Comment: What will travel’s ‘new normal’ look like

WTTC president Gloria Guevara outlines likely changes for industry’s different sectors

The future of travel is always a hot topic of animated discussion. But given the perilous situation now facing the travel and tourism sector due to the Covid-19 pandemic, casual conversation and idle speculation have given way to an urgent and pressing need for a clear vision.

Tens of thousands of businesses throughout the sector globally are desperate to chart a way back to profitability and begin welcoming guests once more.

There is no doubt the travel and tourism sector is in a fight for survival. Research by the World Travel & Tourism Council (WTTC) already shows the sector is facing more than 100 million job losses worldwide, at a cost of up to US$2.7 trillion of GDP.

But what will this road to recovery look like? And what form will the ‘new normal’ be as countries begin to loosen their lockdowns and consumers start to plan trips again?

WTTC is in a unique position to help plot the course. For the last few weeks, we have been marshalling the efforts of the private sector, sharing best practices from different regions around the world to work on the path forward.

This has led the development of our Travelling in the New Normal plan of coordinated actions which offer a safe and responsible road to recovery, to enable consumers to start planning trips in safety again.

We strongly believe a public-private collaboration between business and governments is vital to developing new health protocols which will form part of a safe and seamless travel experience and provide the necessary reassurance needed for travelling to resume.

These will enable a gradual return to travel over the coming months as a ‘new normal’ emerges before a vaccine becomes available on a mass scale to inoculate billions of people around the world.

We believe travel will first return to domestic markets with an increase in popularity for staycations. This will then lead to travel with a country’s nearest neighbours before expanding across regions in the coming months. As confidence returns and borders reopen, we will finally see the resumption of journeys by business and leisure travellers to long-haul international destinations, first to those countries less severely impacted by the Covid-19 outbreak.

We also predict younger travellers, in the 18-35 age group, who appear to be less vulnerable to Covid-19, will be among the first to begin venturing out once more.

Peace of mind will be provided by protocols developed by WTTC in conjunction with key multinational organisations, including the World Health Organisation (WHO) and other health experts who contributed by providing their experience from various global medical crises.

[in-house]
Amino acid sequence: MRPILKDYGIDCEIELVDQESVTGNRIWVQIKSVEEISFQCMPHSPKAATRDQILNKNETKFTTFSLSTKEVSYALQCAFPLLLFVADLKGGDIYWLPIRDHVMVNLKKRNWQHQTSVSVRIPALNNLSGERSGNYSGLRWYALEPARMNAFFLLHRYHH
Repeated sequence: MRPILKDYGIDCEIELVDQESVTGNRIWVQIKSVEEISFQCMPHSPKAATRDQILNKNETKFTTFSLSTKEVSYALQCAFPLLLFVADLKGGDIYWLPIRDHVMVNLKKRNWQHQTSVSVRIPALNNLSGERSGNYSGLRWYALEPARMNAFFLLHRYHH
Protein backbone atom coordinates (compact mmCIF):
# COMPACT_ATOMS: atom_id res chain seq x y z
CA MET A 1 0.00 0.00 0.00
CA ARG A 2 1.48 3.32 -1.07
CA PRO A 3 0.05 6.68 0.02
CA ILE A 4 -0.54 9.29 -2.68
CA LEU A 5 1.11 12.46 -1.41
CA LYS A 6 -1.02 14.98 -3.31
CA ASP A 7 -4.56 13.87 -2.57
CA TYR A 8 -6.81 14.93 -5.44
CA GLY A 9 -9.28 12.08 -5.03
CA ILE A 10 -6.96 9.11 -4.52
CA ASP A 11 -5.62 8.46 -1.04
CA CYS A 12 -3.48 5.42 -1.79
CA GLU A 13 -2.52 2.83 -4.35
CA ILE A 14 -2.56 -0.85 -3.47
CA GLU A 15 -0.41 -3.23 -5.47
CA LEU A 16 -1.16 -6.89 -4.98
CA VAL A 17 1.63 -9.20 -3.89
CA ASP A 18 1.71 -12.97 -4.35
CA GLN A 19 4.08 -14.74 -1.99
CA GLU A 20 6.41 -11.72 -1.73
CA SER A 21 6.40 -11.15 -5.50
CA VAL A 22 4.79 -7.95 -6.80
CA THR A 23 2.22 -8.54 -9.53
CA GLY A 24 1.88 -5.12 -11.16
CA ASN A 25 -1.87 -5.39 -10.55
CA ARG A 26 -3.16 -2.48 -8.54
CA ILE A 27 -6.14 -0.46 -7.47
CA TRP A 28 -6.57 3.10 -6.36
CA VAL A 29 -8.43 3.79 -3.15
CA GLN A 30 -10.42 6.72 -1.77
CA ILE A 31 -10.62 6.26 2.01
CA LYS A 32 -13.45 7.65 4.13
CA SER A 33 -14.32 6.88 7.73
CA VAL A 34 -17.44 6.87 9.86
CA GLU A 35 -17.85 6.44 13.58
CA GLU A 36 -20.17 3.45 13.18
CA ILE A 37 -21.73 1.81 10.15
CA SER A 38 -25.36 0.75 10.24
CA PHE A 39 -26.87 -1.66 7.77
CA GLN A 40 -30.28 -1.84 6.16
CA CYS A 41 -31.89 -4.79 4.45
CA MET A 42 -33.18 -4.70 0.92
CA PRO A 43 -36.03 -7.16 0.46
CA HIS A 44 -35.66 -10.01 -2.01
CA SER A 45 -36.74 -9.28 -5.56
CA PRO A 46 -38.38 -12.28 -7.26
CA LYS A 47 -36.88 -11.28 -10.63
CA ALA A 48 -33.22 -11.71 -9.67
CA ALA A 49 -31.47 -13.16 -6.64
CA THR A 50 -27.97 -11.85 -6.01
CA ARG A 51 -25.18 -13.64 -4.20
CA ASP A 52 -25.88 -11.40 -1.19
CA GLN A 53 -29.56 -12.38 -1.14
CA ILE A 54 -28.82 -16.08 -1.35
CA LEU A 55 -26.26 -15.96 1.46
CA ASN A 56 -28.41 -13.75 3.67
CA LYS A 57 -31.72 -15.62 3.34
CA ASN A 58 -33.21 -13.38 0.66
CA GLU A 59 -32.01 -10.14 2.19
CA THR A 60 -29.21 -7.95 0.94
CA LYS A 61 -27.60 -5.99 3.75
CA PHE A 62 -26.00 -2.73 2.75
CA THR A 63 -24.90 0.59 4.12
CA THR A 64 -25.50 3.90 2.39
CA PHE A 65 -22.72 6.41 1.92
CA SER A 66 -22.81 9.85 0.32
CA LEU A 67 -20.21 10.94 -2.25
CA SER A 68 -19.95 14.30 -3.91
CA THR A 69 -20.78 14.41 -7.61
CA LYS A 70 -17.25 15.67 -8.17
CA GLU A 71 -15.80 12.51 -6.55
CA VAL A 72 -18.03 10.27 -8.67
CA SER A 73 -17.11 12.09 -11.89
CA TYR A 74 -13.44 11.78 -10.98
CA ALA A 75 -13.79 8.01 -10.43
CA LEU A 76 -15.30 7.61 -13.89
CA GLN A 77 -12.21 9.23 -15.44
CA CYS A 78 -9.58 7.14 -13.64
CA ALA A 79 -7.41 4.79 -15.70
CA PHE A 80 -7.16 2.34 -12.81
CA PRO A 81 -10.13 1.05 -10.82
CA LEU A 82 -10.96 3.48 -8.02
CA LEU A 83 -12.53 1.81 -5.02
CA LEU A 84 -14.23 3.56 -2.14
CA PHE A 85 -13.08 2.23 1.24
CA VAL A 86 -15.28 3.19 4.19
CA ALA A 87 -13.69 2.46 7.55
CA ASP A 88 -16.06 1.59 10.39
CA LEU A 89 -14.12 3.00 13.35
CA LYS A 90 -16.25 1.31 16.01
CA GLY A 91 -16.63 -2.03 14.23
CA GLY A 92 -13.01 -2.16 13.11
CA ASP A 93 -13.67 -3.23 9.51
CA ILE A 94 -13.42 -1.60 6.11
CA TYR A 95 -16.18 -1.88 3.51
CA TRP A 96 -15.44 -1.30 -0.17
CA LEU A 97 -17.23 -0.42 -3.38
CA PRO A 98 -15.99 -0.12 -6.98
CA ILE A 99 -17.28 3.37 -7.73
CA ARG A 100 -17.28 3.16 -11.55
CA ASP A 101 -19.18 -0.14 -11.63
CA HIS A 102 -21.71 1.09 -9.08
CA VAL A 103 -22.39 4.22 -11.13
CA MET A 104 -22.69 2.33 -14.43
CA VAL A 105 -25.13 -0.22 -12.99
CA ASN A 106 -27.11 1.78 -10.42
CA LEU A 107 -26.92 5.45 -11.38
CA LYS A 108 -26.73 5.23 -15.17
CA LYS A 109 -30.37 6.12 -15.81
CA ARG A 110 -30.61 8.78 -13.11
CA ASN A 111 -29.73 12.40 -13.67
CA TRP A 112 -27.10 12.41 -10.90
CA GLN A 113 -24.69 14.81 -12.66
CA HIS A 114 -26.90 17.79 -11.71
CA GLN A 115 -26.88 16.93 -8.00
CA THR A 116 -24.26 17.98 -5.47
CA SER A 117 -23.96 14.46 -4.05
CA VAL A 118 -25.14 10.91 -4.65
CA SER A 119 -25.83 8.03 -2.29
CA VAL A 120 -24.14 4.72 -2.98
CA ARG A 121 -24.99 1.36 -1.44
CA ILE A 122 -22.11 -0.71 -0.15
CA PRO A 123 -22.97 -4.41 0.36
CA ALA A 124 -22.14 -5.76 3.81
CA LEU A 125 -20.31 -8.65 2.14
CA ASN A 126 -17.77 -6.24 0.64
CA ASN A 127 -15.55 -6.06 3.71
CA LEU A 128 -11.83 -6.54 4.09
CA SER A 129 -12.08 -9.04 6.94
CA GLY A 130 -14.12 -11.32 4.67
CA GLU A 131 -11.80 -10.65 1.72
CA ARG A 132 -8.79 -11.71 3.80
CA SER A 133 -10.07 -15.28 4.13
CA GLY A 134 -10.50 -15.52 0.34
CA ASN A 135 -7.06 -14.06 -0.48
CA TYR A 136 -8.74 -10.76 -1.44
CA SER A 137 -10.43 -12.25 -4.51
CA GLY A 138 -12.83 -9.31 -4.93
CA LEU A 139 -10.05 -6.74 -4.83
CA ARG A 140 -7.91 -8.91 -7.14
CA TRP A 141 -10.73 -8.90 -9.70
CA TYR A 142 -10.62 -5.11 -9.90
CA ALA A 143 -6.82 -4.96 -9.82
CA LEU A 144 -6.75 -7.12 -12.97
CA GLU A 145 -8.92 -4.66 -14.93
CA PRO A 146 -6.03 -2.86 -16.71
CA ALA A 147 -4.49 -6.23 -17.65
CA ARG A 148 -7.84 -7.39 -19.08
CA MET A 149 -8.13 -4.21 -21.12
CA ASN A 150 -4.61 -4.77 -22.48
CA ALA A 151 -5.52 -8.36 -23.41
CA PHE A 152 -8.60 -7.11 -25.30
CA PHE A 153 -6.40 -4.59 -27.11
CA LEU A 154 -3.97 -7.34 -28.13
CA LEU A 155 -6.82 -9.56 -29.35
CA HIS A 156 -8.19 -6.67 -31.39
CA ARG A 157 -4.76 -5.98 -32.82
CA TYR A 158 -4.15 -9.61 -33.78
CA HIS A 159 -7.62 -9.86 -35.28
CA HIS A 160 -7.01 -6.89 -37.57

Travellers might also be tested at airports before they fly and upon their arrival at their destination. They can expect to see social distancing measures at airports during boarding, and wear masks while onboard, along with intensive cleansing regimes. These measures will be combined with contact-tracing, via mobile app, that will allow flights to leave airports Covid-19-free.

Hotels are already introducing measures to ensure world-class standards of cleanliness and guest safety. These include room-only check to limit person-to-person interaction; alcohol-based wipes and hand sanitizer stations at frequent points including where luggage is stored; contactless payment instead of cash; using stairs more often than lifts where the two-metre rule can be harder to maintain; increased signage and fitness equipment being moved for greater separation.

Cruise operators will take further measures to ensure ships are Covid-19-free zones, with  staff wearing gloves at all times which are frequently changed; room service options changed to avoid contact between waiters and guests; social distancing at buffets and more frequent room cleaning.

Social distancing will be implemented where practical, with contactless payments becoming commonplace. However, this will only happen if governments around the world agree to a common set of health protocols such as those we’ve outlined.

It is vital for the survival of the travel and tourism sector that we work together to map out this road to recovery, through coordinated actions, and offer the reassurance people need to begin travelling once again.

From past experiences we have learned that when the protocols from private sector are taken into account and we have a coordinated approach the recovery timeframe is significantly reduced.

We must avoid new, unnecessary procedures that create bottle necks and slow down the recovery. However, a quick and effective restart of travel will only happen if governments around the world agree to a common set of health protocols developed by the private sector, such as those we’ve outlined.

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